Software can do a number of things to thwart power analysis. Fundamentally, power analysis looks at power consumption to extract information about operations carried out inside the device. To make sense of the data it needs to know the correlation between device power consumption and the algorithm steps carried out by the device.
- make time matching of operations harder
- randomise order of S-box application in each round
- shuffle in dummy computations on additional unused values
- reduce leaked information from each operation by masking values during computations
Here's a good intro paper to look at for algorithm modifications
Less well known are changes to the mode of operation of cryptographic components. Power analysis on a given implementation may require hundreds to thousands of power traces on unique inputs. An attacker feeds plaintexts or ciphertexts of their choice into a keyed cryptographic function. Limiting the number of times a key can be used, or the range of inputs it will accept can limit the attacker's ability to extract information about a key.
As an example, when performing a key derivation using an attacker controlled Nonce from a master key. Instead of doing
k=AES_enc(Nonce,K_master) which allows the attacker 2^128 queries of the key, the nonce can be broken into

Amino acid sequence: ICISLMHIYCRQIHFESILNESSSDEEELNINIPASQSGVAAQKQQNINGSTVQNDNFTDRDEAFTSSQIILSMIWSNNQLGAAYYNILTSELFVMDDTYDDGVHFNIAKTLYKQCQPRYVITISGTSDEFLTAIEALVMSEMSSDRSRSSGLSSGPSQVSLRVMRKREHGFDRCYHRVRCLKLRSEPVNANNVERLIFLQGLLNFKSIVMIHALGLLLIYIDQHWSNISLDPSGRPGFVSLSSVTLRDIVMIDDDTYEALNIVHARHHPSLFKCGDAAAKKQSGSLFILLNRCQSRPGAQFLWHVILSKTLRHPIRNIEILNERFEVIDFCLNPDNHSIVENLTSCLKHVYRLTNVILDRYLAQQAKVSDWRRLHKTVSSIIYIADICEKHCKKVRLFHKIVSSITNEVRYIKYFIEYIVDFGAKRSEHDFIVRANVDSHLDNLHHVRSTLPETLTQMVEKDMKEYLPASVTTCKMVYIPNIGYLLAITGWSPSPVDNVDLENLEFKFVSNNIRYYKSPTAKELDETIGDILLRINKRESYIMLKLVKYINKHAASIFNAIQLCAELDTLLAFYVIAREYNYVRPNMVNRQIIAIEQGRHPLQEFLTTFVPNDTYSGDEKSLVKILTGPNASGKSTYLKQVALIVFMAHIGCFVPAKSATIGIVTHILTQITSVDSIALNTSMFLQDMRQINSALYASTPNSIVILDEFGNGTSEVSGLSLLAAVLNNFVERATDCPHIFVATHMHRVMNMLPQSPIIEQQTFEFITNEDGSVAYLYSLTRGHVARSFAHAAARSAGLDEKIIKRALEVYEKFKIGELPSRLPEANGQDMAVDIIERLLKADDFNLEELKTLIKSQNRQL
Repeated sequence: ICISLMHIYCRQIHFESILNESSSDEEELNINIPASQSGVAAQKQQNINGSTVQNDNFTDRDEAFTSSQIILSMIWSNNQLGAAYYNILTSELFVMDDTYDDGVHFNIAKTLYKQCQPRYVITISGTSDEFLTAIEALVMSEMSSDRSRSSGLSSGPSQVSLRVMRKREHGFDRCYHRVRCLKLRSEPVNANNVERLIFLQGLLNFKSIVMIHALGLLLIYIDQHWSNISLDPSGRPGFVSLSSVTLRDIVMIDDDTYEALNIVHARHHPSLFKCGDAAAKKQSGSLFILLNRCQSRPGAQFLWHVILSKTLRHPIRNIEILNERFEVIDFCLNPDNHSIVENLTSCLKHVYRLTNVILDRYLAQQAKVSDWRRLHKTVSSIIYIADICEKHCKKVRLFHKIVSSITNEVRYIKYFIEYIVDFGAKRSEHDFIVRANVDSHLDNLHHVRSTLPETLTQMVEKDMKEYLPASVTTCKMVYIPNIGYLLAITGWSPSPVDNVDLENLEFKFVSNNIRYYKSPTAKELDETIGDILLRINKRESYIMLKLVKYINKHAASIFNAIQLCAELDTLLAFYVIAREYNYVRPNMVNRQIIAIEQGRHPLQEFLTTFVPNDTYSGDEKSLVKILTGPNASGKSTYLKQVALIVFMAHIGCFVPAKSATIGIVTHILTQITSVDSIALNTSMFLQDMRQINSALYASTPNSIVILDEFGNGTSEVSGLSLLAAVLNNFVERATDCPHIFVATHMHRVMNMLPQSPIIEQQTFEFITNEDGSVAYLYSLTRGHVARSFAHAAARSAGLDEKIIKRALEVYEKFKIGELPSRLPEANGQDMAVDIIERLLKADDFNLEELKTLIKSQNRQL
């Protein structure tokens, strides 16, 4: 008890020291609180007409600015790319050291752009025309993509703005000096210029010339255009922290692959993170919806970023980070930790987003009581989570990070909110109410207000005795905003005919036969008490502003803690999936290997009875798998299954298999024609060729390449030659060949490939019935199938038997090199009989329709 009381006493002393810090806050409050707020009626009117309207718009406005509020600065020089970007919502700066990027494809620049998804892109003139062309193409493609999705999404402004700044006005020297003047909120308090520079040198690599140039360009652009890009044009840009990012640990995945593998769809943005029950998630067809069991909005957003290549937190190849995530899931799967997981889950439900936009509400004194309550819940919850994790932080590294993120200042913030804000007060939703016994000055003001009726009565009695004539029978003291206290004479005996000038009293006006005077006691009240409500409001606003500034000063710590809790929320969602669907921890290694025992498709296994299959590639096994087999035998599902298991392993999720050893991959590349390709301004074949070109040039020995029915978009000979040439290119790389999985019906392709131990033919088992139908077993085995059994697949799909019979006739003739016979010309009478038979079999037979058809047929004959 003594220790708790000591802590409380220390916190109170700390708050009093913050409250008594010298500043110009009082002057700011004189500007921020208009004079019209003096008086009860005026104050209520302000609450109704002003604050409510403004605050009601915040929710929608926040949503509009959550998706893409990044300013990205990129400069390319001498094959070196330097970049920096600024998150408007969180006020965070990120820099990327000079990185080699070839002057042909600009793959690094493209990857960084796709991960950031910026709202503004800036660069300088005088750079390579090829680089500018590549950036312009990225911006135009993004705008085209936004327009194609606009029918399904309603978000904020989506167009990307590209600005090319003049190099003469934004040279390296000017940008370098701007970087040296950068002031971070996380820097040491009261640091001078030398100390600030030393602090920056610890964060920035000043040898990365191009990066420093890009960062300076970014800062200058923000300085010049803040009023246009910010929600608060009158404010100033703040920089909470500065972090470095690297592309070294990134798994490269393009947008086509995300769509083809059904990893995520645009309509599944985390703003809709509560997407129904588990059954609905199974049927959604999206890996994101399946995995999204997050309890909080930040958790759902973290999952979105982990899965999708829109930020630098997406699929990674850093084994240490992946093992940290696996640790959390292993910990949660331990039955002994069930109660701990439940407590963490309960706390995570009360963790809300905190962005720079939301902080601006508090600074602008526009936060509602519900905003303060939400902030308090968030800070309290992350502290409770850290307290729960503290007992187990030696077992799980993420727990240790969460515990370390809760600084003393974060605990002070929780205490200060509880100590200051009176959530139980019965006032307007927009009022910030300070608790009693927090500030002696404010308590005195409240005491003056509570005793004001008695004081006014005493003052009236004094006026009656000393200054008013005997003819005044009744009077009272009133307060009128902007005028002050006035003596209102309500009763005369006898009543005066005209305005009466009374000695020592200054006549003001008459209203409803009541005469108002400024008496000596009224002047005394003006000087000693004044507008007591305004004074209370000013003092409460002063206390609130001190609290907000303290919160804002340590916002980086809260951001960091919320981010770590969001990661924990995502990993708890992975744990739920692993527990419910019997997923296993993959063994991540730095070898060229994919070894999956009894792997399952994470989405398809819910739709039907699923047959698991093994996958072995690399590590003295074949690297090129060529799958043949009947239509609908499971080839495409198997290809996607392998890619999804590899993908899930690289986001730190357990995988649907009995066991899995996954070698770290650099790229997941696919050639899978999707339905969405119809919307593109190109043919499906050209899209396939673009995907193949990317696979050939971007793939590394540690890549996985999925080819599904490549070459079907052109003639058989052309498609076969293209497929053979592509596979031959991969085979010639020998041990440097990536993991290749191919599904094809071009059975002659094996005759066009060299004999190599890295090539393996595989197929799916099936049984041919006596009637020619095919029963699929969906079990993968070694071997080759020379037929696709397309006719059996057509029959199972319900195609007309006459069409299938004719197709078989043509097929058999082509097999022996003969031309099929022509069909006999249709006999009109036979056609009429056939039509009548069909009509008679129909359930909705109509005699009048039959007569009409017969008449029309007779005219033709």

n bit parts and each part mixed with the master key in a single AES operation. Similarly, high level constructions that rotate keys frequently cost little but avoid giving the attacker time to extract information from any one key.
There's an app note from Microchip about that somewhere.
Finally, consider rate limiting. Make acquiring each power trace take longer. As an example, if a bank card is being used to perform a transaction requiring PIN entry, a software timer to delay cryptographic operations until 5-10 seconds after power on of the card might be acceptable.
Another option for rate limiting for online protocols is to use asymmetric cryptography to do an initial challenge response protocol before the device allows a sensitive key to be used. As an example, the device could store the root of a Merkle tree of
2^N hashed answer values. It randomly generates a challenge
0 ≤ challenge < 2^N and expects to receive the corresponding answer value and intermediate leaf hashes that can be used to reach the stored root hash. That's a simple bit of public key cryptography that only requires symmetric primitives. An attacker who has captured
k challenge response pairs has their attack slowed by
2^N/k unless they're performing an online attack.